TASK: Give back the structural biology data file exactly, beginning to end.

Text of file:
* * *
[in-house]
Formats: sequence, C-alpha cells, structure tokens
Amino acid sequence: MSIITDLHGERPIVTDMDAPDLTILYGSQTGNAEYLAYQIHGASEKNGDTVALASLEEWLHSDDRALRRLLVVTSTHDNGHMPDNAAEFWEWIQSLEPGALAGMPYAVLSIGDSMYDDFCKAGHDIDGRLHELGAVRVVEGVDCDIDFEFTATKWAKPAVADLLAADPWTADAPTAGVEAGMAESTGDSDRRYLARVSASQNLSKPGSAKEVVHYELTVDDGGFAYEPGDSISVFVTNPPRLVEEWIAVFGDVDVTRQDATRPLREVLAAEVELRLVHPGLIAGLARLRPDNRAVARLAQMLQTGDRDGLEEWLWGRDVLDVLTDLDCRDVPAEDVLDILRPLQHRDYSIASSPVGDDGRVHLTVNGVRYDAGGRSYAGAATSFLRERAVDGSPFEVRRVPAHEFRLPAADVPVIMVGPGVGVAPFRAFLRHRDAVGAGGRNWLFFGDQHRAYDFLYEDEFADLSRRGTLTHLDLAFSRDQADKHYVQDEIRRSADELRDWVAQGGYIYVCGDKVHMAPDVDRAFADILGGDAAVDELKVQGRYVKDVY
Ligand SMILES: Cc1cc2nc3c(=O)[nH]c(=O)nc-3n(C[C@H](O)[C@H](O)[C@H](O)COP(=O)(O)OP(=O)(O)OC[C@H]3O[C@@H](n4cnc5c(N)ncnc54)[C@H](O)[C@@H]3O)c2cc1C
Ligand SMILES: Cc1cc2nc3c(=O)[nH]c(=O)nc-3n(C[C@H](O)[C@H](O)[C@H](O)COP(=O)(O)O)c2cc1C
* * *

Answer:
[in-house]
Formats: sequence, C-alpha cells, structure tokens
Amino acid sequence: MSIITDLHGERPIVTDMDAPDLTILYGSQTGNAEYLAYQIHGASEKNGDTVALASLEEWLHSDDRALRRLLVVTSTHDNGHMPDNAAEFWEWIQSLEPGALAGMPYAVLSIGDSMYDDFCKAGHDIDGRLHELGAVRVVEGVDCDIDFEFTATKWAKPAVADLLAADPWTADAPTAGVEAGMAESTGDSDRRYLARVSASQNLSKPGSAKEVVHYELTVDDGGFAYEPGDSISVFVTNPPRLVEEWIAVFGDVDVTRQDATRPLREVLAAEVELRLVHPGLIAGLARLRPDNRAVARLAQMLQTGDRDGLEEWLWGRDVLDVLTDLDCRDVPAEDVLDILRPLQHRDYSIASSPVGDDGRVHLTVNGVRYDAGGRSYAGAATSFLRERAVDGSPFEVRRVPAHEFRLPAADVPVIMVGPGVGVAPFRAFLRHRDAVGAGGRNWLFFGDQHRAYDFLYEDEFADLSRRGTLTHLDLAFSRDQADKHYVQDEIRRSADELRDWVAQGGYIYVCGDKVHMAPDVDRAFADILGGDAAVDELKVQGRYVKDVY
Ligand SMILES: Cc1cc2nc3c(=O)[nH]c(=O)nc-3n(C[C@H](O)[C@H](O)[C@H](O)COP(=O)(O)OP(=O)(O)OC[C@H]3O[C@@H](n4cnc5c(N)ncnc54)[C@H](O)[C@@H]3O)c2cc1C
Ligand SMILES: Cc1cc2nc3c(=O)[nH]c(=O)nc-3n(C[C@H](O)[C@H](O)[C@H](O)COP(=O)(O)O)c2cc1C